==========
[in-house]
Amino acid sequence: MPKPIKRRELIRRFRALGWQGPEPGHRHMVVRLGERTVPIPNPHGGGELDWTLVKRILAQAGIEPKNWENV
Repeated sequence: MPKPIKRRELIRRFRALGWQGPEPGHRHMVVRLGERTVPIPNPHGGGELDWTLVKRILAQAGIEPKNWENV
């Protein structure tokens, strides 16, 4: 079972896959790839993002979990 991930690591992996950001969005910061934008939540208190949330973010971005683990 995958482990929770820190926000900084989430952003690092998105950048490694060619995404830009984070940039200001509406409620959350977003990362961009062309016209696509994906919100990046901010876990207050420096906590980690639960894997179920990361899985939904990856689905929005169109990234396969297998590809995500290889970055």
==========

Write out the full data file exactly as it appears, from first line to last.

[in-house]
Amino acid sequence: MPKPIKRRELIRRFRALGWQGPEPGHRHMVVRLGERTVPIPNPHGGGELDWTLVKRILAQAGIEPKNWENV
Repeated sequence: MPKPIKRRELIRRFRALGWQGPEPGHRHMVVRLGERTVPIPNPHGGGELDWTLVKRILAQAGIEPKNWENV
């Protein structure tokens, strides 16, 4: 079972896959790839993002979990 991930690591992996950001969005910061934008939540208190949330973010971005683990 995958482990929770820190926000900084989430952003690092998105950048490694060619995404830009984070940039200001509406409620959350977003990362961009062309016209696509994906919100990046901010876990207050420096906590980690639960894997179920990361899985939904990856689905929005169109990234396969297998590809995500290889970055």